In January 2014, the Natural Resources Defense Council (NRDC) convened a group of experts from the National Marine Fisheries Service (NMFS), state fisheries agencies, academic institutions, and non-governmental organizations for a workshop on the science and management of data-limited fisheries. The goal of the workshop was to evaluate and seek to improve current methods for managing data-limited fisheries through an in-depth exchange of practical experiences combined with quantitative analyses and newly developed tools. An early version of of DLMtool was a focal point of the discussions. Since then, NMFS scientists have used DLMtool to evaluate management approaches for a number of data-limited fisheries.
The National Marine Fisheries Service’s Southeast Fisheries Science Center has used DLMtool to review data-limited methods and their application to six tropical reef fish in the U.S. Caribbean (yellowtail snapper, hogfish, queen triggerfish, spiny lobster (two stocks, in St. Croix and St. Thomas/St. John), and stoplight parrotfish) and eight similar stocks in the Gulf of Mexico (red drum, lane snapper, wenchman, yellowmouth grouper, speckled hind, snowy grouper, almaco jack, and lesser amberjack).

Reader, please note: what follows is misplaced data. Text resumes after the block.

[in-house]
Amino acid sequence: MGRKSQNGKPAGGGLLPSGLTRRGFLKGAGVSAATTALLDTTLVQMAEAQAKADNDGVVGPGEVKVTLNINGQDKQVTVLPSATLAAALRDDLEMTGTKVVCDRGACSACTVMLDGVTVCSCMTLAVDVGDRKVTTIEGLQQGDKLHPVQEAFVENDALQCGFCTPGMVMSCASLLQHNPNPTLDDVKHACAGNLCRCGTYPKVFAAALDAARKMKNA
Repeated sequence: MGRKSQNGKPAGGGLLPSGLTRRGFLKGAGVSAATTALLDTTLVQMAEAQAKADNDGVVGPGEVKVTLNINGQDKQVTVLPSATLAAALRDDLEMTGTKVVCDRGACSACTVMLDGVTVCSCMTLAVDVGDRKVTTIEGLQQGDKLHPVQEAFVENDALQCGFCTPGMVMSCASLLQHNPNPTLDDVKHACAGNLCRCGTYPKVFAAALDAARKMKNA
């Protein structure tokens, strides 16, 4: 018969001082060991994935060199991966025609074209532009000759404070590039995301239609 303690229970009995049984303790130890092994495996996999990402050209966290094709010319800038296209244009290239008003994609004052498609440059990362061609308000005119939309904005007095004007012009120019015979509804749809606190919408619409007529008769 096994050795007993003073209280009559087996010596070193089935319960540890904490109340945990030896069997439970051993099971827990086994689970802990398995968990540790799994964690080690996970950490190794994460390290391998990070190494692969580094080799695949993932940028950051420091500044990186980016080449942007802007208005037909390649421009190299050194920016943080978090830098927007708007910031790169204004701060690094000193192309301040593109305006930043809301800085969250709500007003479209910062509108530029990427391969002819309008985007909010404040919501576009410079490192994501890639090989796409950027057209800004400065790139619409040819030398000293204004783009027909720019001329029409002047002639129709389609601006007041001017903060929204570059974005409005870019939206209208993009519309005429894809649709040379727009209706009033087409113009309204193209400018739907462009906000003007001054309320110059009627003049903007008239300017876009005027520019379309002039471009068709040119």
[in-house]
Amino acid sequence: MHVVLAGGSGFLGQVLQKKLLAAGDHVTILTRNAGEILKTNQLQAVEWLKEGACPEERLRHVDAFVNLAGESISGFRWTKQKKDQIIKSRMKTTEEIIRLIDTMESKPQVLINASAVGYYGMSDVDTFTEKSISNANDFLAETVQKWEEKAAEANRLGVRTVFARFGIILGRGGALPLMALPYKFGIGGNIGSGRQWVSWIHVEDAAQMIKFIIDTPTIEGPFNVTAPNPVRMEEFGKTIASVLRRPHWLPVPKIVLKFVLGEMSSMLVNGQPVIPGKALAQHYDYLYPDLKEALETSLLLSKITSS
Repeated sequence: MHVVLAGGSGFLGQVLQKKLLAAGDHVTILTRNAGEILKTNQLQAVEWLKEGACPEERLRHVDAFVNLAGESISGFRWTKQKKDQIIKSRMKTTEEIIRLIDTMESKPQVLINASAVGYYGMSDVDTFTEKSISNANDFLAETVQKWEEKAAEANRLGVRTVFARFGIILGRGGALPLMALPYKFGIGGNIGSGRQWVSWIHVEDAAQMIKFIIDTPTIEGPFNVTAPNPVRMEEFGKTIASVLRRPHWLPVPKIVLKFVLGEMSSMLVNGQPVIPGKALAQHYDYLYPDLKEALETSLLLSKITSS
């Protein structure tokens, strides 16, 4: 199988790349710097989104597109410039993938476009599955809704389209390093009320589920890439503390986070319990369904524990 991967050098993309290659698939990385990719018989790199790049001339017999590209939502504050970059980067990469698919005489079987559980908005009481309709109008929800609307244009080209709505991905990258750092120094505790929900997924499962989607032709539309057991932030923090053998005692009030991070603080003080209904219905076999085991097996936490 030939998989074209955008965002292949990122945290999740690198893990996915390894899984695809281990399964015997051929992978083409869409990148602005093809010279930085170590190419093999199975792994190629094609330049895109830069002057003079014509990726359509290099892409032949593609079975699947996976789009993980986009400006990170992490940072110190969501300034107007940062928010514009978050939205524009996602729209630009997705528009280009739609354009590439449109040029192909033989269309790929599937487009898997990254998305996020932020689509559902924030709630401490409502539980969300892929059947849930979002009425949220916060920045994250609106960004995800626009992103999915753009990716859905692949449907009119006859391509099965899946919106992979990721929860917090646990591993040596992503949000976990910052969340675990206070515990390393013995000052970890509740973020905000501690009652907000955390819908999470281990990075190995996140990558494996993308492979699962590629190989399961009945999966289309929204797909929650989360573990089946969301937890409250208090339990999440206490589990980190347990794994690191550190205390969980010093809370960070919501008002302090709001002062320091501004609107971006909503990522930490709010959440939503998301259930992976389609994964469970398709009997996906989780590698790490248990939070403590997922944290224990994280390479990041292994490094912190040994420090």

The Mid-Atlantic Fishery Management Council (MAFMC) has used the DLMtool to inform the management of three stocks: black sea bass, blueline tilefish, and Atlantic mackerel. In October, 2015, the MAFMC adopted a new acceptable biological catch limit for black sea bass based on a management strategy evaluation conducted by the MAFMC’s Scientific and Statistical Committee with DLMtool. Most recently, due to concerns about the increasing catch of blueline tilefish in areas north of where it has been managed historically, the MAFMC is considering adding blueline as a stock under management from North Carolina to the north. Once again, the Mid-Atlantic Scientific and Statistical Committee turned to DLMtool to recommend a new acceptable biological catch level for blueline. DLMtool was also used by the MAFMC to analyze harvest control rules for the Atlantic mackerel stock in order to shed light on why catch levels had declined so precipitously over time, from a high of more than 400,000 metric tons in the 1970s to virtually nothing in 2011 and to an average of about 13,000 metric tons since then.